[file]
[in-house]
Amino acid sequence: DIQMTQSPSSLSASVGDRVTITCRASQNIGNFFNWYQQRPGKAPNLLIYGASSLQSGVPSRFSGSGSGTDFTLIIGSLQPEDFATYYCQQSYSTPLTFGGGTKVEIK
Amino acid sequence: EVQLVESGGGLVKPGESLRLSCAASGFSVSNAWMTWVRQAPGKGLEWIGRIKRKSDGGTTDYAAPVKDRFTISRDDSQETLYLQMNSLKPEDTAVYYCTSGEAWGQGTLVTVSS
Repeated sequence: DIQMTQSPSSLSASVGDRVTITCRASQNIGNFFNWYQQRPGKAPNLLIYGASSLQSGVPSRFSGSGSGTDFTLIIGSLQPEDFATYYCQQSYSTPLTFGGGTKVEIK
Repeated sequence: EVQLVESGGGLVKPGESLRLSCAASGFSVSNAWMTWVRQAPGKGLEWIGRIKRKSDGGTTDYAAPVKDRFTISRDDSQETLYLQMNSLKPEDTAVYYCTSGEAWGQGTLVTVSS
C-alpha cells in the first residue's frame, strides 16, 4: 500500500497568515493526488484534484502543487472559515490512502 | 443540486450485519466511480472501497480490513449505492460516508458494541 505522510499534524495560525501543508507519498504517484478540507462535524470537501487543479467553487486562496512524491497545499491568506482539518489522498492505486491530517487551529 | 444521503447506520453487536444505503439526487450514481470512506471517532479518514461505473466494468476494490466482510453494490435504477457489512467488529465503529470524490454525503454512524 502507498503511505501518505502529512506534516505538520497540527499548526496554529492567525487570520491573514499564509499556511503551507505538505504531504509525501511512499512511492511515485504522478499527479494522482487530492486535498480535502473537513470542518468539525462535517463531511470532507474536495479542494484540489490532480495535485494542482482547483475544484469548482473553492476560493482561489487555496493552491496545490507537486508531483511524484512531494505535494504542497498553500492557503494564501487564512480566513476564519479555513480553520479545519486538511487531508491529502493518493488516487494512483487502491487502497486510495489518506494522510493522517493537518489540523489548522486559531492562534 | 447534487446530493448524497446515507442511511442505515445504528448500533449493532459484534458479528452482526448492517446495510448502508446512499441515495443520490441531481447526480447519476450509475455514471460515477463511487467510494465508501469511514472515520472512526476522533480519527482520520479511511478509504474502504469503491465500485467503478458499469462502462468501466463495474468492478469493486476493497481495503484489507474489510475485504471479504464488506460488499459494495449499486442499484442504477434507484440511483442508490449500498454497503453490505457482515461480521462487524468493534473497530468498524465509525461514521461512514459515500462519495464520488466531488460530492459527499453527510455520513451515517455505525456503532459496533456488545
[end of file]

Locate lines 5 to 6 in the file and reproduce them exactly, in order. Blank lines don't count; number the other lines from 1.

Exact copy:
Repeated sequence: EVQLVESGGGLVKPGESLRLSCAASGFSVSNAWMTWVRQAPGKGLEWIGRIKRKSDGGTTDYAAPVKDRFTISRDDSQETLYLQMNSLKPEDTAVYYCTSGEAWGQGTLVTVSS
C-alpha cells in the first residue's frame, strides 16, 4: 500500500497568515493526488484534484502543487472559515490512502 | 443540486450485519466511480472501497480490513449505492460516508458494541 505522510499534524495560525501543508507519498504517484478540507462535524470537501487543479467553487486562496512524491497545499491568506482539518489522498492505486491530517487551529 | 444521503447506520453487536444505503439526487450514481470512506471517532479518514461505473466494468476494490466482510453494490435504477457489512467488529465503529470524490454525503454512524 502507498503511505501518505502529512506534516505538520497540527499548526496554529492567525487570520491573514499564509499556511503551507505538505504531504509525501511512499512511492511515485504522478499527479494522482487530492486535498480535502473537513470542518468539525462535517463531511470532507474536495479542494484540489490532480495535485494542482482547483475544484469548482473553492476560493482561489487555496493552491496545490507537486508531483511524484512531494505535494504542497498553500492557503494564501487564512480566513476564519479555513480553520479545519486538511487531508491529502493518493488516487494512483487502491487502497486510495489518506494522510493522517493537518489540523489548522486559531492562534 | 447534487446530493448524497446515507442511511442505515445504528448500533449493532459484534458479528452482526448492517446495510448502508446512499441515495443520490441531481447526480447519476450509475455514471460515477463511487467510494465508501469511514472515520472512526476522533480519527482520520479511511478509504474502504469503491465500485467503478458499469462502462468501466463495474468492478469493486476493497481495503484489507474489510475485504471479504464488506460488499459494495449499486442499484442504477434507484440511483442508490449500498454497503453490505457482515461480521462487524468493534473497530468498524465509525461514521461512514459515500462519495464520488466531488460530492459527499453527510455520513451515517455505525456503532459496533456488545